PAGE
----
The last couple of days have been busy as readers have been driving some interesting discussions. On one page there was an unexpectedly interesting discussion about the Moon. It started with an error on my part that was corrected by a reader. It had to do with the predicted and actual surface temperature of the Moon. The impact of this could be significant, but that I simply don’t know yet, but the idea is an interesting one that will require some more information.
The predicted (blackbody) temperature of the Moon is 270K (-3°C). That is a warmer predicted temperature than the Earth has. This is because the Moon reflects away less energy than the Earth does. This predicted temperature is not the actual temperature of the Moon though. The Earth has a predicted temperature 254K (-19°C). It is warmer than that by 33 °C and the Greenhouse Effect is the common answer as to why the Earth is warmer than this. Since there is no atmosphere on the Moon, there cannot be a Greenhouse Effect, but the Moon is not the temperature that is predicted by the Stefen-Boltzmann equations. Most interesting is that it was much warmer during the night and cooler during the day than it was predicted to be.
The reason for this is the ground underneath the surface absorbs energy from the surface. The lunar surface is not a very strong thermally conductive material, but the surface heats up to about 370K during the day. That very high temperature causes the surface underneath to warm up just like what happens on the Earth. When the sun sets the temperature rapidly drops off. This is because the surface is radiating energy like a blackbody at a high temperature. As the temperature drops, the amount of energy radiated away from the surface decreases. Once about 90K is reached the temperature stops dropping and the surface is now colder than the subsurface. The energy flow then reverses and the surface of the Moon is kept warmer by the energy that is now flowing up from the subsurface and then into space. The “daily” cycle looks like this.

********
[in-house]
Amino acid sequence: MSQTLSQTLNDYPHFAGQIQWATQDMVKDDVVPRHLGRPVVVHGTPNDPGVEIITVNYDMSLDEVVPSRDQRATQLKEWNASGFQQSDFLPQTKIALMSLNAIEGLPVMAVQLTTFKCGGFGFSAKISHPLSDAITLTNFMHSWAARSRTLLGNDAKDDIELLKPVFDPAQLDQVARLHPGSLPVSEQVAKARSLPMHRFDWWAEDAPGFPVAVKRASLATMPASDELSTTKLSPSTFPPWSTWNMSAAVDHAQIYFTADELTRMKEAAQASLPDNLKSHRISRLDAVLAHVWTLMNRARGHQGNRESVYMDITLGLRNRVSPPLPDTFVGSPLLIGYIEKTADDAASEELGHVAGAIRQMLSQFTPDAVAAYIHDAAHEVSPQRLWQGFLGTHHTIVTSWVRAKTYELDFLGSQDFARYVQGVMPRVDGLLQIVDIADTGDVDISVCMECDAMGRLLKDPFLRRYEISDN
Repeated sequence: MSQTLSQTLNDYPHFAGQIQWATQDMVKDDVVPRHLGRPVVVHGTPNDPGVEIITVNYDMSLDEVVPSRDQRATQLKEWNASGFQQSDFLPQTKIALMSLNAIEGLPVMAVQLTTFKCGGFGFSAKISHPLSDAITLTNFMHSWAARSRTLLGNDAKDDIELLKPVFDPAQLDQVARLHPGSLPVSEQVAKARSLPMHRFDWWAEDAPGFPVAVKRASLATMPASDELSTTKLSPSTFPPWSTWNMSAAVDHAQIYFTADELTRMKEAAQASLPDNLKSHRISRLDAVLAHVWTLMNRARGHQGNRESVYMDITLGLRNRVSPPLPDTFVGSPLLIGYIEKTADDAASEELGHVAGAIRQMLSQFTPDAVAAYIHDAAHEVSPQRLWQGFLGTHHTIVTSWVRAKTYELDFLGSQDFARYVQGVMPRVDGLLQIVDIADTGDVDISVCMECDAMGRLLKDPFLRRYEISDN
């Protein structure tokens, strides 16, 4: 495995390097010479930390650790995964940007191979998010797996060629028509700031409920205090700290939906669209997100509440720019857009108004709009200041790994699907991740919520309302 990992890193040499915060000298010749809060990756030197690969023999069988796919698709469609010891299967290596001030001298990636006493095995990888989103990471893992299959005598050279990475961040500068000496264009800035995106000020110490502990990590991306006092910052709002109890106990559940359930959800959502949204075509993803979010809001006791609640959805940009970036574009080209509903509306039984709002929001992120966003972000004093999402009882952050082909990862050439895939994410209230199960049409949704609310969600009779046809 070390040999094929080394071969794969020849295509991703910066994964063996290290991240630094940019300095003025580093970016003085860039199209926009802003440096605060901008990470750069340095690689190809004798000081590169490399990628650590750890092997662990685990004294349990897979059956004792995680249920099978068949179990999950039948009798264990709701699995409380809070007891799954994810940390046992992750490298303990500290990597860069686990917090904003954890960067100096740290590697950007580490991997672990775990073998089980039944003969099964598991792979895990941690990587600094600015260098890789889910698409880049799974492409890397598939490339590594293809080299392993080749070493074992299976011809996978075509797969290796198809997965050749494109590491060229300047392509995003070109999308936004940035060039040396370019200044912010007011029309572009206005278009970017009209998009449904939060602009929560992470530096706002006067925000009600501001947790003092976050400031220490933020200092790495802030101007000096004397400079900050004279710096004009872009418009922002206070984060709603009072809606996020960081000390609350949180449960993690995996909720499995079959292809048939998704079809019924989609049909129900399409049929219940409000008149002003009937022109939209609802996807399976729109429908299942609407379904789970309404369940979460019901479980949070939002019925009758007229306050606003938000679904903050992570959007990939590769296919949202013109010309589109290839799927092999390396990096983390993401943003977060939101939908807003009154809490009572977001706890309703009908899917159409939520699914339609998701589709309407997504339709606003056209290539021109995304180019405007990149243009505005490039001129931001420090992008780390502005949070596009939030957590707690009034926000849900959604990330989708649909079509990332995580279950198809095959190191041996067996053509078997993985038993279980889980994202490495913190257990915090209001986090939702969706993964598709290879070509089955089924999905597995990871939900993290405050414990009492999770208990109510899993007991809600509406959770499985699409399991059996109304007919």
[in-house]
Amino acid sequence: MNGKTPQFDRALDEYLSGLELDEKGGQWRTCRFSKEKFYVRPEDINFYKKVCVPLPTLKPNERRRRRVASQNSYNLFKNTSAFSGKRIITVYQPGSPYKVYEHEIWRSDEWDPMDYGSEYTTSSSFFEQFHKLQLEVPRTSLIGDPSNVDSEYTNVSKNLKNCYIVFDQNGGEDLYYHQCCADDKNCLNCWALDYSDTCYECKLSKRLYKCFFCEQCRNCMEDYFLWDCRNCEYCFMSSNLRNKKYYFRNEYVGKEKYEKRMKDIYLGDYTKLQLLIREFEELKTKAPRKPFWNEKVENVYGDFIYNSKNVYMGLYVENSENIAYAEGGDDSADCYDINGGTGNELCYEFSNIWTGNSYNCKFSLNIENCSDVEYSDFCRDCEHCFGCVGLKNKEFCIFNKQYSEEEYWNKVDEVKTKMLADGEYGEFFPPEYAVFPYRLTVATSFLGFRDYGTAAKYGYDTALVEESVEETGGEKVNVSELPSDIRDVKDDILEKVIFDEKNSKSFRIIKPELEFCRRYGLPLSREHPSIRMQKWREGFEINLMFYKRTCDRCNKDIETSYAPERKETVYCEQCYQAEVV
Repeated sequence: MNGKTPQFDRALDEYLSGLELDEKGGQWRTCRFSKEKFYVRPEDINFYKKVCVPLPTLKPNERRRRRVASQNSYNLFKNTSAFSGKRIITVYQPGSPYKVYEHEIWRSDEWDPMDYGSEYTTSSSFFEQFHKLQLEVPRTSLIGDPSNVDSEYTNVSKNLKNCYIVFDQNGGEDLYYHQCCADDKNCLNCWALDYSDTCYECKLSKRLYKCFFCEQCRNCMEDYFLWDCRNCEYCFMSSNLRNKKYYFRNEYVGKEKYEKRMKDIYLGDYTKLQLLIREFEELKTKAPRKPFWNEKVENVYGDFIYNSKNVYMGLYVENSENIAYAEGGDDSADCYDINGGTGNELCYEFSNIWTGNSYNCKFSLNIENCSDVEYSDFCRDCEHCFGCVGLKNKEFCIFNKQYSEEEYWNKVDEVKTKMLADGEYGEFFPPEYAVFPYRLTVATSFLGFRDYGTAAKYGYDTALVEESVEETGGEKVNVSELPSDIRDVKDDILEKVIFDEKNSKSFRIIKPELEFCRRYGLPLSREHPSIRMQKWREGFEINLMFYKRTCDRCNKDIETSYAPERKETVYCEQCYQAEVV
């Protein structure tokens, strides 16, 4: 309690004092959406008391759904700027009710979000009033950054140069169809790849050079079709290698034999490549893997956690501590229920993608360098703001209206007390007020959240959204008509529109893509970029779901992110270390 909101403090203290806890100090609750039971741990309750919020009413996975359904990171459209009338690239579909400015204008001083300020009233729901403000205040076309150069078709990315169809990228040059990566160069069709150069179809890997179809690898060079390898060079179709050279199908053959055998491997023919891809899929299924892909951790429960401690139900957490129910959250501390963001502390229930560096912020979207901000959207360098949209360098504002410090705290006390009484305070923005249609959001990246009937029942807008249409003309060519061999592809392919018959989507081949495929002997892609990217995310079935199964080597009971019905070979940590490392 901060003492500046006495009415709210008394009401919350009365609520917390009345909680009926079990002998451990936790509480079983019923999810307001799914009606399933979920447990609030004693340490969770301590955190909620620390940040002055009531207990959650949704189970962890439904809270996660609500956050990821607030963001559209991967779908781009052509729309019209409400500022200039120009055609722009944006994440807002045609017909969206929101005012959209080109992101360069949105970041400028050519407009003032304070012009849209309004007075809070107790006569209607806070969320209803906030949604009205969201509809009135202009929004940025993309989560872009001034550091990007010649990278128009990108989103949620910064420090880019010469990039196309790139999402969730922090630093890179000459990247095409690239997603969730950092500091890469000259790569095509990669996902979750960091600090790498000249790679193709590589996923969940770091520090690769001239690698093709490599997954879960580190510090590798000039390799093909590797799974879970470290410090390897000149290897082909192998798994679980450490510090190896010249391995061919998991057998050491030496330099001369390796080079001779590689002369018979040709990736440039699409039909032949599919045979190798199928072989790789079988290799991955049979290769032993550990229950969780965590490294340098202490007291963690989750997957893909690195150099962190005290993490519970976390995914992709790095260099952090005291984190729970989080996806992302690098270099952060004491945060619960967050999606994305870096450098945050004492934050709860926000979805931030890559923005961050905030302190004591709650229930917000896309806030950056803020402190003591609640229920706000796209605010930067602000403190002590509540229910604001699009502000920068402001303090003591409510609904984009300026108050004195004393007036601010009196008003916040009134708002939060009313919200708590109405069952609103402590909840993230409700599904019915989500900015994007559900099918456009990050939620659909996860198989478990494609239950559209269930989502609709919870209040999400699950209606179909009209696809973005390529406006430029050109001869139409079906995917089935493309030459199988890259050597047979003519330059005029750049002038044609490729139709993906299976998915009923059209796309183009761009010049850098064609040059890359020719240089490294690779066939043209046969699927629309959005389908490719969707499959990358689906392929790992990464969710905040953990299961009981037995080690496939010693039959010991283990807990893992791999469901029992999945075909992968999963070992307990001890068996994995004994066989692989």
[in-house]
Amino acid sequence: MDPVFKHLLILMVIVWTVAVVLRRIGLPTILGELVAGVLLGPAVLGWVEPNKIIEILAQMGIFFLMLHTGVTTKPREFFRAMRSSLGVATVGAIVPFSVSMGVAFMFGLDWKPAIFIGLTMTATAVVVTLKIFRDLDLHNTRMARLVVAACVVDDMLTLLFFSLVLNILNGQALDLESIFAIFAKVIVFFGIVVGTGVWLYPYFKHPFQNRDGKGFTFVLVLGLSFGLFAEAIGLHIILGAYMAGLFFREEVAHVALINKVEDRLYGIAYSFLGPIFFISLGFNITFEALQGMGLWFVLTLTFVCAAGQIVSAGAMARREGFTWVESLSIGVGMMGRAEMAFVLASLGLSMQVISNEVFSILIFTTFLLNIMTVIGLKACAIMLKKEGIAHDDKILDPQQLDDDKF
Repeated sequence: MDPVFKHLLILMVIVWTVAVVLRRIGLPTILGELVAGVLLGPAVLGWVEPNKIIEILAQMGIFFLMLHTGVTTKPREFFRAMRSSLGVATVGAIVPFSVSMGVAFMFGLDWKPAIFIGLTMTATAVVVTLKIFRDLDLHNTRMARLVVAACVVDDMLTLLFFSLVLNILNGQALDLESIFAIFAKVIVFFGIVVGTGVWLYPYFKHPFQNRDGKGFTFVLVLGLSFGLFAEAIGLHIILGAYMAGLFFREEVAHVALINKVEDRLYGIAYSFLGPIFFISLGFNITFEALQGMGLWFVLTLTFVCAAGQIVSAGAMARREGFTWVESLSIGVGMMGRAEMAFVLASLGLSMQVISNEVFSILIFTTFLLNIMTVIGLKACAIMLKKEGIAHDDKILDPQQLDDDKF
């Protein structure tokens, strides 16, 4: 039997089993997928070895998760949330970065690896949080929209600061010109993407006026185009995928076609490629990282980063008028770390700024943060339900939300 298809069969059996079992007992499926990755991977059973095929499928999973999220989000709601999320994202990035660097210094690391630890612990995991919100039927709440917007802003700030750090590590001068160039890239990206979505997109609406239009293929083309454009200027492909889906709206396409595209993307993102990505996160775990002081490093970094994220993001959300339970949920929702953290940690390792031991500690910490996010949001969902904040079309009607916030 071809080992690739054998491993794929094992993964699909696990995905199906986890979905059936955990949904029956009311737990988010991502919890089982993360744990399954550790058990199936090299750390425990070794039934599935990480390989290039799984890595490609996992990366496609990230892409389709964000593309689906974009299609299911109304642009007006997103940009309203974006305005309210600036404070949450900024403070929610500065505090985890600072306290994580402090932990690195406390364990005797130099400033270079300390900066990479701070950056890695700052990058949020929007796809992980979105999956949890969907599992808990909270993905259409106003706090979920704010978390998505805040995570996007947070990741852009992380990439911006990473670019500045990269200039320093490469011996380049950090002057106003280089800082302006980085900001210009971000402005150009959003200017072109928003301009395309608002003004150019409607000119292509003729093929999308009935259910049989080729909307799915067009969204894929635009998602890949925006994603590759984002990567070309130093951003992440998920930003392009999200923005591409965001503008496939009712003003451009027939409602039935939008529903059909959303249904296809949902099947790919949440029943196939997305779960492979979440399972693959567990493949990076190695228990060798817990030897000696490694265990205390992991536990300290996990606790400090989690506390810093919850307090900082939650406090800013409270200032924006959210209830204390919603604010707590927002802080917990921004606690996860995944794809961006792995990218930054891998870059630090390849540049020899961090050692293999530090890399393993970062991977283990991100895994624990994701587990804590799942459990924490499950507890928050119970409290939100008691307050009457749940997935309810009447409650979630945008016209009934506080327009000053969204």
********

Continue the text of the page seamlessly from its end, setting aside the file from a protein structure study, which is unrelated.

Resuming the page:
One particular item is that the subsurface loses temperature at a constant rate during the night. At 85-90K the Stefen-Boltzmann for a blackbody is ~3.3 W/m2. That would indicate that the subsurface is transferring energy to the surface at about that rate. The total energy is small, but because the rate of heat loss is also low, it is enough to keep the surface temperature from dropping further.
The difference between the theoretical and the actual measured temperature is significant.
The energy that is lost to the subsurface during the day prevents the surface from reaching the predicted maximum temperature. That energy is temporarily stored in the subsurface until the Sun sets. Then the surface cools and once the subsurface is warmer than the surface, the energy is then transferred to the surface and keeps the temperature from dropping as low as it would otherwise. The same cycle repeats each lunar day. The time lag in the observed temperature is evident in the delay between predicted and actual peak temperature. The surface also is delayed in warming because the subsurface initially is absorbing back the energy that was lost during the night.
According to NASA the maximum depth at which the diurnal temperature change can be noticed is 50cm. This small region of the Moons surface that stores and releases energy is enough to prevent the Stefan-Boltzmann equation from being an accurate predictor of the surface temperature of the Moon. If that is enough to prevent the Stefan-Boltzmann from working for the Moon, then how much more error is introduced into the estimated size of the Greenhouse Effect on the Earth by using the Stefan-Boltzmann equation. The Earth is vastly more complicated than the Moon. That small region of subsurface is also enough to cause mimic to a small degree the effects that are often attributed to the Greenhouse Effect. This could be evidence that the stated Greenhouse Effect of 33 °C is inaccurate and that the actual impact of the atmosphere is in fact lower.